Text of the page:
We’re very lucky to have particularly beautiful nighttime skies, with clear views of millions of stars and spectacular moonlight.
But what if our planet had a ring, too? For one, our sky would look much different. If we had rings similar to Saturn’s, it’s actually pretty easy to figure out what they would look like. Take a look at illustrations from different places on the Earth, thanks to the popular tech website: io9
From the equator the rings would be passing directly overhead. Since you’d be looking in the same plane as the rings, all you would see is a bright line arching from horizon to horizon. Here is what the rings might look like from Quito, Ecuador:
Moving to somewhere in Polynesia on the Tropic of Capricorn—at 23° south latitude a 180° panorama gives an idea of what a magnificent sight the rings would be. The dark, oval-shaped break in the middle of the ring is the earth’s shadow. During the course of every night you would be able watch it sweep across the ring like the hand of a God’s own wristwatch. Here it is midnight, with the shadow at its fullest extent. The edge of the shadow is tinged an orangish-pink as sunlight passes through the earth’s atmosphere.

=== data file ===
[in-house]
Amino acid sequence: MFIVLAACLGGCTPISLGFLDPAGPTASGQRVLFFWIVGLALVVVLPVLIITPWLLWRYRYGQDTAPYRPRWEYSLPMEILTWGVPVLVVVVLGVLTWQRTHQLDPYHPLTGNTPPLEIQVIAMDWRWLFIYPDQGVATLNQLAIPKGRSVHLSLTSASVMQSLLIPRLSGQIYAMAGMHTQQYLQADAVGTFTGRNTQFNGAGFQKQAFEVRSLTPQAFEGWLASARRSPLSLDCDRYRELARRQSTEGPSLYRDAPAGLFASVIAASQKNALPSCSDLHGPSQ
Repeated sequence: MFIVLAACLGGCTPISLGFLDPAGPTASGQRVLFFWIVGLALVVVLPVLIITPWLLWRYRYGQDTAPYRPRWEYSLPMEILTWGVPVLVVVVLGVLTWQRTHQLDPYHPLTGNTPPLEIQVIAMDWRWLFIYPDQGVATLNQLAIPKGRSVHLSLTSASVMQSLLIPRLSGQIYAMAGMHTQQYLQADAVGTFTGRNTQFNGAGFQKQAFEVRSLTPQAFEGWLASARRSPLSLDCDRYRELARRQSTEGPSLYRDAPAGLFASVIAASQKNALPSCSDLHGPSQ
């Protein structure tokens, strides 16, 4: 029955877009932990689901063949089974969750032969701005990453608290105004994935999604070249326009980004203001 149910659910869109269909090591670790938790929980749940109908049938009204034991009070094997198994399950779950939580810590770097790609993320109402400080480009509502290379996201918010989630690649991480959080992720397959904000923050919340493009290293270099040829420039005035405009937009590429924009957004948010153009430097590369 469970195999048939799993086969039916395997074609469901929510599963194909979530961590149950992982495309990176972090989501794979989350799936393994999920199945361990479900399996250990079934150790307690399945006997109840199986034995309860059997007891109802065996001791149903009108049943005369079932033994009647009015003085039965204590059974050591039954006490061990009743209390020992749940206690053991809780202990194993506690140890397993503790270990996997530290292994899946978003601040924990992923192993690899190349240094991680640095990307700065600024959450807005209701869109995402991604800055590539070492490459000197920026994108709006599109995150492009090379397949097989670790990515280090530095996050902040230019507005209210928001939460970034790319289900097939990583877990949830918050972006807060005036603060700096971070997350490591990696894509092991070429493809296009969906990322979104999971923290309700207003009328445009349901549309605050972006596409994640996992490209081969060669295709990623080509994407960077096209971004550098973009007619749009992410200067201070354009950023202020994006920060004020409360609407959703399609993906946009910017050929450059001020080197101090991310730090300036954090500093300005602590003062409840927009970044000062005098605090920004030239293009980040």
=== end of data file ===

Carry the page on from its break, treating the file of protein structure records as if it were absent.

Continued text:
From Washington, DC (at 38° latitude), the rings begin to sink below the horizon, though they would still be an awe-inspiring sight as they dominate the sky both day and night.
Scientists say that Earth did once have a ring. It was actually part of the formation of our moon. When a massive planet collided with Earth millions of years ago, a huge amount of debris was blown into space. All of the debris went into orbit around our planet, forming a ring. But it didn’t last long. The ring eventually came together to form our current moon.